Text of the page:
http://www.seattle.gov/transportatio...0Locations.pdf
This is a map of where it has been done and where it could be done.

Chapter 6: Streetscape Design Guidelines - Right-of-Way Improvements Manual
This gives you a good idea of what Seattle requires and regulations with what can be a green street.

https://www.google.com/maps?q=Seattl...357.78,,0,2.11
And this is a Google Maps view of one of these green streets in Seattle. I have actually walked down this street before, part of it has been merged with a nearby park, and it is actually a very pleasant street to walk through.
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Old 03-01-2014, 03:31 PM
 
Location: Portland, Oregon
46,053 posts, read 29,538,049 times
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Quote:
Originally Posted by nybbler View Post
Unless you live on an intersection, there's only two ways out most everywhere.
Yes, for a street there is only two ways one could go, but we are not talking about streets, we are talking about neighborhoods. When you build a neighborhood of several streets that house 100+ homes, there should be more access points into that neighborhood than just a street or two. This can be corrected by having surrounding neighborhoods connect to each other to utilize their access points, as well as better connecting two neighborhoods together.

This also brings up a great point of walkable communities, if you take that access point where two neighborhoods connect, that is a great location for small commercial buildings to be built that give people in those two neighborhoods a connection to a few potential local businesses, like coffee shops, delis, bodegas, dry cleaning, and so on.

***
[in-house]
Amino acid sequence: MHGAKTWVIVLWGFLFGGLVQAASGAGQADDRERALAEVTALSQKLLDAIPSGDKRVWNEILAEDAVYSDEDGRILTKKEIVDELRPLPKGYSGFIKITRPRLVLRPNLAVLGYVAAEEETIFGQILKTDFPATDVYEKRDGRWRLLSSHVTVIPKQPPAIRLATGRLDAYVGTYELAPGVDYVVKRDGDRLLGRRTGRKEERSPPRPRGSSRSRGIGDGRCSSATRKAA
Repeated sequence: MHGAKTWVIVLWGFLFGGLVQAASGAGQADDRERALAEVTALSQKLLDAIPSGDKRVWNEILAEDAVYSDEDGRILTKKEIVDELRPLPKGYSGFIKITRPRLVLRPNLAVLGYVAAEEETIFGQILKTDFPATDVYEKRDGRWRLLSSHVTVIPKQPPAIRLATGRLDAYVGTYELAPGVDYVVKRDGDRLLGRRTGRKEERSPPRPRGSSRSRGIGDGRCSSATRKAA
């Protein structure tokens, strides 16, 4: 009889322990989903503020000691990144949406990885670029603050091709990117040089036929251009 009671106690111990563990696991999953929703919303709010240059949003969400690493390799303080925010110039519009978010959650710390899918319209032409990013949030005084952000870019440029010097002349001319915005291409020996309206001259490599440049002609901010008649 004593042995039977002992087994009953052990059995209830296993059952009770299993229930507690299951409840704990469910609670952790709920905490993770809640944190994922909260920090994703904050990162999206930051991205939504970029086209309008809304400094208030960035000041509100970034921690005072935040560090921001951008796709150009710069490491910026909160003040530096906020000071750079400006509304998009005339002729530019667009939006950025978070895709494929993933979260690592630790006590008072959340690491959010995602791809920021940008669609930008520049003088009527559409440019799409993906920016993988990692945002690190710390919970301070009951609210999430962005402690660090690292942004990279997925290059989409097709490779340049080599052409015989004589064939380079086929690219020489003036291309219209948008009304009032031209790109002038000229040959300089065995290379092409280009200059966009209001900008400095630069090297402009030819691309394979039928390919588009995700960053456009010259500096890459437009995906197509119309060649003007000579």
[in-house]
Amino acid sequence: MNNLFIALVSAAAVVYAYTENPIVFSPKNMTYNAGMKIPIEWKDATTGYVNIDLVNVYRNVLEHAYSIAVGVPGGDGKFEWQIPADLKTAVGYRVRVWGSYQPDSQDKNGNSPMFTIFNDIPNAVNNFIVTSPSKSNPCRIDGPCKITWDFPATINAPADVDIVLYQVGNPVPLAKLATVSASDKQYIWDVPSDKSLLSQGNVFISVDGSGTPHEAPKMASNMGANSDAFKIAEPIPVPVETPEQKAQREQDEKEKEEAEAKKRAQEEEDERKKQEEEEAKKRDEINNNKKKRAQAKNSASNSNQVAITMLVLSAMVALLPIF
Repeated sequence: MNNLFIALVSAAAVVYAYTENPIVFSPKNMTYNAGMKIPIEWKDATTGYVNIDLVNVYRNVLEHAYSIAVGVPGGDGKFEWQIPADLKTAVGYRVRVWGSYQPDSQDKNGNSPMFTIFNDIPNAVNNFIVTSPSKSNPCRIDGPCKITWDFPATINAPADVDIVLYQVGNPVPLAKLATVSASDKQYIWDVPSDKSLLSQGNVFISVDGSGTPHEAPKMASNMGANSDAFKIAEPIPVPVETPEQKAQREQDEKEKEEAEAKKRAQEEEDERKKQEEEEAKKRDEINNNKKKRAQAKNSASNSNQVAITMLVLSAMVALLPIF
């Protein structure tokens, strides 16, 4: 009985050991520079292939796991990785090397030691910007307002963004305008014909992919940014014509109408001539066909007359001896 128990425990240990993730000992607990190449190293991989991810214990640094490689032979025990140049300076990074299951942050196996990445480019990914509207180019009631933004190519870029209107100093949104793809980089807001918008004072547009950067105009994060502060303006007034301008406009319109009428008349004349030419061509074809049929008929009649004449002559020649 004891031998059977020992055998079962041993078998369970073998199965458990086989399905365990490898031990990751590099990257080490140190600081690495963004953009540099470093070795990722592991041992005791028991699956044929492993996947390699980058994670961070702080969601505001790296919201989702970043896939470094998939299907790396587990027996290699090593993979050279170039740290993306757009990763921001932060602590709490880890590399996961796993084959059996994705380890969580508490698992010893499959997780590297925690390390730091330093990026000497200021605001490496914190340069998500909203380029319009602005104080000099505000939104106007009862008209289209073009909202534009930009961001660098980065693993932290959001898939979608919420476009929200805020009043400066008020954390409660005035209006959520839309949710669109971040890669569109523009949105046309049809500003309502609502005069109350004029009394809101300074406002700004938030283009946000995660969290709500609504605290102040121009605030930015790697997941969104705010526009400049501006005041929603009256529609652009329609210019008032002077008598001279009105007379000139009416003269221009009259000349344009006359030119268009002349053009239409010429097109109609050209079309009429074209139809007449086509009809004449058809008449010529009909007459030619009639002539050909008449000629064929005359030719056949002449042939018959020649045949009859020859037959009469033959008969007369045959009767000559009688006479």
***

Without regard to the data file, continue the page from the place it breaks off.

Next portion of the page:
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Old 03-01-2014, 03:39 PM
Status: "Summer!" (set 23 days ago)
 
Location: Foot of the Rockies
87,016 posts, read 102,634,943 times
Reputation: 33082
Quote:
Originally Posted by urbanlife78 View Post
Yes, for a street there is only two ways one could go, but we are not talking about streets, we are talking about neighborhoods. When you build a neighborhood of several streets that house 100+ homes, there should be more access points into that neighborhood than just a street or two. This can be corrected by having surrounding neighborhoods connect to each other to utilize their access points, as well as better connecting two neighborhoods together.

This also brings up a great point of walkable communities, if you take that access point where two neighborhoods connect, that is a great location for small commercial buildings to be built that give people in those two neighborhoods a connection to a few potential local businesses, like coffee shops, delis, bodegas, dry cleaning, and so on.
Having interconnecting neighborhoods also increases the traffic count in those neighborhoods. I've lived in both types of 'hoods; there's less traffic in the stand-alone ones. Sure, everyone would like a dry cleaner's in their neighborhood, with those solvents and chemicals all over the area. Great idea. I wouldn't mind a coffee shop, though! My neighborhood is connected to several others by bike/walking path.